"Light Years" is another prophetic track from Space Cowboy. Though the band tends to favor the newer material (much to the chagrin of this writer!), they simply cannot avoid the relevancy and timeless anthem that is "Light Years." Pianos and a jazzy bottom end anchor this high-energy blast of caustic global warning, poignant modern irony wrapped in a then-ahead-of-its-time structure that continued to 'wow' in 2005.
"Use the Force" was a thunderous, charged Traveling Without Moving track that showcased the frenetic polyrhythms of percussionist Sola Akimbola, the second senior member behind Carter with a decade in the Jam'. He has always been the special blend, the Latin flavors and African riddims pulsate throughout his playing. Jay danced a feverish jig during "Force," slip-sliding all over the stage while spitting melody and sweating up a storm. Matt Johnson stepped to the forefront during Synkronized's dark and brooding "Black Capricorn Day," a song I might have traded for an older classic. The band surprised most with the inclusion of a serious sleeper off of A Funk Odyssey. An up-tempo sexy vehicle that transcends any particular style, "You Give Me Something" was one of the highlights of the night, each player at his best and Jay pushing them to sonically seduce any and every broad in the joint. It was pure ecstasy, a climax of sorts, and Jay reminded New York they were the only North American audience to have heard this song live. It was a remarkable recollection, later made sweeter by the realization that the song was not in the set per usual but a repeat treat for the Big Apple after the events on that fateful September Tuesday.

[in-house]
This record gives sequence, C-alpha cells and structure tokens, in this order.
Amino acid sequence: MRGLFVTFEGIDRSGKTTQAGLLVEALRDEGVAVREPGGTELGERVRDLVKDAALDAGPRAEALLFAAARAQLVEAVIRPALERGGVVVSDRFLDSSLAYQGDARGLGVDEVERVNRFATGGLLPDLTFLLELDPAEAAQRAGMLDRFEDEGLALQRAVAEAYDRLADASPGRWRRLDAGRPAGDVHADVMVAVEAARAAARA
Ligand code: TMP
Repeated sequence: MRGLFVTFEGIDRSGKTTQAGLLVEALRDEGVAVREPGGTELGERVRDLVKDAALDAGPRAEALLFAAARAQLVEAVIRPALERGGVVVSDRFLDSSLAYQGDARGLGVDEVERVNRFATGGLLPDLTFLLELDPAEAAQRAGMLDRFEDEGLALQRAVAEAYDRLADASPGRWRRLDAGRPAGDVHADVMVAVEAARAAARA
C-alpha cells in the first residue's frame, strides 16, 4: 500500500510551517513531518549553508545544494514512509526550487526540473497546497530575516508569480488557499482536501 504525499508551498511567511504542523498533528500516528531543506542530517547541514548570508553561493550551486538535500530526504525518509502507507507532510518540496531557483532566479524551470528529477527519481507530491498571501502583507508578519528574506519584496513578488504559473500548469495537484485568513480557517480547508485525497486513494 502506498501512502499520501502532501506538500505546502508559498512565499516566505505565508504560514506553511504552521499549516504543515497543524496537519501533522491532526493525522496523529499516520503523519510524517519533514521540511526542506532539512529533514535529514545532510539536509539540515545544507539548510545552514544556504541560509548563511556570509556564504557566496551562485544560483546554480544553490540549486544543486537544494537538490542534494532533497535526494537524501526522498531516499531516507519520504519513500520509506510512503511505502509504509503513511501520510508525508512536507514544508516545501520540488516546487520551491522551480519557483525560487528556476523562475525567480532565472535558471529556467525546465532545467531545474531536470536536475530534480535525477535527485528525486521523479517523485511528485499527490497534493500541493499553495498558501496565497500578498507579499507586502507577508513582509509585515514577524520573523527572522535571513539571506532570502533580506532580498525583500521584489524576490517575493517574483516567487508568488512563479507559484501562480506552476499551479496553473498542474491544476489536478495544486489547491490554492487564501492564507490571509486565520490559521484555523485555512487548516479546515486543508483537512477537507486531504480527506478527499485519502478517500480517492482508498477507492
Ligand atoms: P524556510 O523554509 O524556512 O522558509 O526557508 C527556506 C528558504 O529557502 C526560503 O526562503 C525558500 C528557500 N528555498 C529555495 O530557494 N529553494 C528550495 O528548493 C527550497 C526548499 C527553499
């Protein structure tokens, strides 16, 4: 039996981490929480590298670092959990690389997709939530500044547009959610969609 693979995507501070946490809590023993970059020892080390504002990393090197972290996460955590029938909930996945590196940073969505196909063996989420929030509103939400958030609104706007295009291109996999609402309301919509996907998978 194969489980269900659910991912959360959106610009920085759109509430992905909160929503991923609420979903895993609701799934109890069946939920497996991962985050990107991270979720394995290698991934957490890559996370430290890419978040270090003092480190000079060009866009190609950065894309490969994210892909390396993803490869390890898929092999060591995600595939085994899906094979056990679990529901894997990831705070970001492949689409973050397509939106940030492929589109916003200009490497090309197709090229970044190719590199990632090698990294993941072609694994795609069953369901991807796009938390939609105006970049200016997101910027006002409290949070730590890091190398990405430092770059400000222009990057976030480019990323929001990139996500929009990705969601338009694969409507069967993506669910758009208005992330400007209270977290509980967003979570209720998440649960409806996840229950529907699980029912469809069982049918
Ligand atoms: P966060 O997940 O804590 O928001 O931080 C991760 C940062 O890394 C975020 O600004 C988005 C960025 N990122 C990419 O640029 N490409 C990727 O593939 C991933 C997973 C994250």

Sola Akimbola - Jamiroquai
Another disco track from Odyssey followed, the sweet sing-along lover's quarrel "Love Foolosophy," a speedy song with a huge vocal refrain and glowing female disco vox. Again, not a bad song, but a spot in the set that could have used any one of the countless classics omitted from the set, like "When You Gonna Learn," "Emergency," "Half the Man," "Manifest Destiny," or "Traveling." Even latter-day cuts like "Butterfly" were unfortunately absent from the performance.
They did, however, deliver an unbelievable version of this writer's all-time favorite Jamiroquai jam - the crunkdafied "High Times" off Traveling. The cautionary tale of life in the fast lane was delivered in punishing, merciless fashion with a positively unshakeable groove. Jay's dancing was a Whirling Dervish, his spirited vocals filling the room atop the crushing four-to-the-floor sonic boom that is "High Times." The placement of the song, as the show began a slight turn downward, couldn't have been better. Jay Kay is still the epic bandleader, still the skateboard B-Boy, a slave to every groove, and his steez remains produce fresh.
Jay Kay - Jamiroquai
The newer jam "Time Won't Wait" was just a buffer before the orgasmic anthem "Alright" was delivered with pomp and bombast and an undeniable dance groove. The sing-along refrains rang loudly throughout the new venue as every ass in that spot was straight skanking out while Jay was reveling in adulation and crooning for the still-screaming females. They stretched out this party jam, with solos from most players and a trance-like break that just pulsed and pushed the riddim to outrageous proportions.
To cement the evening of reconnection and a sort of rebirth, Jamiroquai delivered an emphatic blast to close the show - a titillating encore. "Deeper Underground" is a sinister groove that is as heavy as these boys ever done gotten. It's been remixed countless times and in a myriad of ways. Its hook and dive-bomb juno-bass are an infectious taste of organic clubland psychedelia. Jay took it even deeper, so much deeper, than the ominous eve before 9/11, when it was the highlight of that show. Tonight, he pushed and drove the band to the depths of distorted, digitized chaos, never forsaking the trance-like motion of its bouncing bottom end. Rob Harris brought his chunky funk with a dark side and challenged Carter to derive even more demented rhythms from within his now-tortured kit. Kay strutted like the smooth criminal that he is and told us they'd be back in March. And wit that, the funkateers and New York's funkiest made their way into the London-esque dark rainy night.
JamBase | NYC
Go See Live Music!